|The Rich Get Richer, The Poor Get Slightly Richer|
|Key Words||Boom, income, poverty, inflation, growth, hours, rich, poor, quintile|
The economic boom is making most Americans better off. Median household income is now a record $38,885. The percentage living below the poverty line fell from 13.3% in 1997 to 12.7% in 1998.
However, the growth in incomes after inflation over the last nine years has only been about 0.3% per year because in the early years of the expansion growth was sluggish. In general, many have to work longer hours for their wage gains. Also, the rich have benefited more than the poor have: the poverty rate is still 1.6 percentage points above the 1973 rate. The more educated are faring better than those with less education.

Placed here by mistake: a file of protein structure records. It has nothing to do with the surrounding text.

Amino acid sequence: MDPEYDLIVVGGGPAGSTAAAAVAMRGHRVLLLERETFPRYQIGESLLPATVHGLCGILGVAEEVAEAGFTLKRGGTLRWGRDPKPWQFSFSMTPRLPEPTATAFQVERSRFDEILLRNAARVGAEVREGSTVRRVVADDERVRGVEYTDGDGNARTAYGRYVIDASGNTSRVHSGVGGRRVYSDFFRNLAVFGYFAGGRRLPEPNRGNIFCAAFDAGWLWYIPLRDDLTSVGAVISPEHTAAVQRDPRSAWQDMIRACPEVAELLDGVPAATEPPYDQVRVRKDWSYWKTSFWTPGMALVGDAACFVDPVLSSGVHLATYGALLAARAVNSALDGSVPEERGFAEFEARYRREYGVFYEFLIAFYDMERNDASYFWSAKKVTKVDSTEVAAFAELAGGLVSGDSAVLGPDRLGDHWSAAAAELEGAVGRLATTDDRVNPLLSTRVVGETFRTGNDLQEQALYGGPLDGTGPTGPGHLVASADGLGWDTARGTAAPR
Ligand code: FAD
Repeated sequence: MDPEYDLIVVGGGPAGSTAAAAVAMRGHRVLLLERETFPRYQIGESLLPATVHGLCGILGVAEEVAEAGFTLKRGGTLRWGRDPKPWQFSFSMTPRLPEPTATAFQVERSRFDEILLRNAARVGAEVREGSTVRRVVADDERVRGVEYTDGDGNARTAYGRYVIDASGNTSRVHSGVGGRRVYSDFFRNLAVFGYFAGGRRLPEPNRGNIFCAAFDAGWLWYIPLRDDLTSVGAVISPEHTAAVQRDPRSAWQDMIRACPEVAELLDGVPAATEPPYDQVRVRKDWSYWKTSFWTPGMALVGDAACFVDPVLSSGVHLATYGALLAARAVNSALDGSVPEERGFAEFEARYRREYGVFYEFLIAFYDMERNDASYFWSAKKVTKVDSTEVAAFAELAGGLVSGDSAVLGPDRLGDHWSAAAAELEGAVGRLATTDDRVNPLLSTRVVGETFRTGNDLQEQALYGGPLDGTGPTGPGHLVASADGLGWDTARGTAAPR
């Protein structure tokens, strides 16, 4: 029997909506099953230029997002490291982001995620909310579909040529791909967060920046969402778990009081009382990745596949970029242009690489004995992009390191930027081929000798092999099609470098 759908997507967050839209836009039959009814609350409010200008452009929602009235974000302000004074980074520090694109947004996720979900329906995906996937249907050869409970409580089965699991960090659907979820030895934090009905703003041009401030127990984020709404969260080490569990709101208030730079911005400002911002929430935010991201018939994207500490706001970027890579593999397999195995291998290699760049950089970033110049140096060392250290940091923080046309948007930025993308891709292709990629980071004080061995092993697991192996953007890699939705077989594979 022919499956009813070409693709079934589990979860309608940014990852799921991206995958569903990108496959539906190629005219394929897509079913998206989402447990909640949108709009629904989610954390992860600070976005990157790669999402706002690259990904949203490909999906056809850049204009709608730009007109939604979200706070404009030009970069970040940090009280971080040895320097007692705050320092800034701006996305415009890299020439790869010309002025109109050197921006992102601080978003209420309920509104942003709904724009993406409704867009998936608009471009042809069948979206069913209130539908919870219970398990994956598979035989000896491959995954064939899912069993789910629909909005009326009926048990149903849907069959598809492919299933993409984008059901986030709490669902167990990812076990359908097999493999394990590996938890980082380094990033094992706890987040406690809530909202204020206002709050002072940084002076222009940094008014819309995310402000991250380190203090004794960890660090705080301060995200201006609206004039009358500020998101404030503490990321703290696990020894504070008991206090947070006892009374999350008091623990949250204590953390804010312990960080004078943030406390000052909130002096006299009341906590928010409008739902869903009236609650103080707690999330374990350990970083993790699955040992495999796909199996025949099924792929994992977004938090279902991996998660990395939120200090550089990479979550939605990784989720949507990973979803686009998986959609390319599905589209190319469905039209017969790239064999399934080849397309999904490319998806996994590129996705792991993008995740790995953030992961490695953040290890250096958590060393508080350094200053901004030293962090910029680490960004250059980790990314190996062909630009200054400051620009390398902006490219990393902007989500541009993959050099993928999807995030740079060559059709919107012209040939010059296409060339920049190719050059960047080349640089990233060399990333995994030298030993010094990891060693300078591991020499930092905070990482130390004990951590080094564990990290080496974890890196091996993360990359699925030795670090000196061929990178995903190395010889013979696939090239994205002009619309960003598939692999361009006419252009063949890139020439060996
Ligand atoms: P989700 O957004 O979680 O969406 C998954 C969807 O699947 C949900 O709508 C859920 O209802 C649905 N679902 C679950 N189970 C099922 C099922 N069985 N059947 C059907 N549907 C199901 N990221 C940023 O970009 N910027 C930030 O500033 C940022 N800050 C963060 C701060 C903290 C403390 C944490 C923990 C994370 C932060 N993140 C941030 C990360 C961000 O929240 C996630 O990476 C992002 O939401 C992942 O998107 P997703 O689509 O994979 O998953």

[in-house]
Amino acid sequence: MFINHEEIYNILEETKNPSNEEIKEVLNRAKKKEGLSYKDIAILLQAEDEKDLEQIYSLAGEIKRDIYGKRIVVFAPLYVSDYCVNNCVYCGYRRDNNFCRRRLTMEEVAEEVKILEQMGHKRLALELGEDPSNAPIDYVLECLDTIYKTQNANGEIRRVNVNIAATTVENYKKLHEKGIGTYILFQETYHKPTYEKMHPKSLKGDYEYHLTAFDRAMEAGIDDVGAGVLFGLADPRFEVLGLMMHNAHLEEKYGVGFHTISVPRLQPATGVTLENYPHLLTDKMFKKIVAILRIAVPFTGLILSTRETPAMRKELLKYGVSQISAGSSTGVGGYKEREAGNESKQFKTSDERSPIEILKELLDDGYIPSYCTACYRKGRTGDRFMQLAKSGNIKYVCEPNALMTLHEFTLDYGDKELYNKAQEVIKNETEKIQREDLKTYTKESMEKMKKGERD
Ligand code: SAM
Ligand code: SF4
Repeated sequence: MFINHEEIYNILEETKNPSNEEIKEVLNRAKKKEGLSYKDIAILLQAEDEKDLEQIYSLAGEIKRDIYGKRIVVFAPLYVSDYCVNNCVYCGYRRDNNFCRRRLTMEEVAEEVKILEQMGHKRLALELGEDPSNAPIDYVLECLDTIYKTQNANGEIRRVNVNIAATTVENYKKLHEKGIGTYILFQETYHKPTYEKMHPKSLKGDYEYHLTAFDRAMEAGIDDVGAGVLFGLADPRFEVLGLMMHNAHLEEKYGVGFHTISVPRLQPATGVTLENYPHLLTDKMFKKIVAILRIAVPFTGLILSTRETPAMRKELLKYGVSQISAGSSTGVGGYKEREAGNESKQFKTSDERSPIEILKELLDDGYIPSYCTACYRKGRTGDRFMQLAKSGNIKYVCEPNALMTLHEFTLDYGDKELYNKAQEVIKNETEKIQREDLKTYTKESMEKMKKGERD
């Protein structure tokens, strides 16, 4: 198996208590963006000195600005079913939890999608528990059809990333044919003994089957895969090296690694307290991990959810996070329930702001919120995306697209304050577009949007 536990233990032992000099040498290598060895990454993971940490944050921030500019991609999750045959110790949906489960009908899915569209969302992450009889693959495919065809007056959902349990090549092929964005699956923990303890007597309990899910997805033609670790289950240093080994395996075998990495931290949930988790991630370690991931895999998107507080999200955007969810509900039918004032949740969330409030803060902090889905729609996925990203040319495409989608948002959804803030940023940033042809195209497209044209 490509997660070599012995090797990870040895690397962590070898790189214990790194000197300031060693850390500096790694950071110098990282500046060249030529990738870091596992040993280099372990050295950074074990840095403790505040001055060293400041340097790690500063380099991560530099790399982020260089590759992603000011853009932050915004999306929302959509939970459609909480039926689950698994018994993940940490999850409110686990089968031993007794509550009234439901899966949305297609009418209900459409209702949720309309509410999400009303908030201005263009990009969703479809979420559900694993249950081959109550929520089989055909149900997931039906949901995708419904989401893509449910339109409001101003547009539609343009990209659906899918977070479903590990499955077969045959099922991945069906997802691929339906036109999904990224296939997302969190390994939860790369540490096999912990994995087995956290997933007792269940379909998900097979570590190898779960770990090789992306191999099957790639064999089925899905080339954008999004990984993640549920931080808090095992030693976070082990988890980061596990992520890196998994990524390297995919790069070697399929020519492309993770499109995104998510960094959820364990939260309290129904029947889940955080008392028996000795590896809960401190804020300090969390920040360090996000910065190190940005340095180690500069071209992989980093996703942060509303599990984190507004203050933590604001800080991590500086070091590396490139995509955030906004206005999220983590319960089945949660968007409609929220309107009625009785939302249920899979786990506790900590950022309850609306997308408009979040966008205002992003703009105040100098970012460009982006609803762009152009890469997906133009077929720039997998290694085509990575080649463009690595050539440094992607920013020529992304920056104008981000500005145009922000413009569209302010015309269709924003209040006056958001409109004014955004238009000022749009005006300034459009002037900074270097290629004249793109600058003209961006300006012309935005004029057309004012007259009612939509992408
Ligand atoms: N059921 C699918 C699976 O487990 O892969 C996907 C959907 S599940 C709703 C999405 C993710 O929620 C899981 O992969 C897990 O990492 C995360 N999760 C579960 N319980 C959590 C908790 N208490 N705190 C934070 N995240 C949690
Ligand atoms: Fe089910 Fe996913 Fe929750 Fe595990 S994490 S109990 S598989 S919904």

The percentage share of household income of (quintiles) fifths of the population in 1970 and 1998 was as follows:
(Updated December 1, 1999)
|Source||Jacob M. Schlesinger, Tristan Mabry, and Sarah Lueck, "Charting the Pain Behind the Gain," The Wall Street Journal, October 1, 1999|
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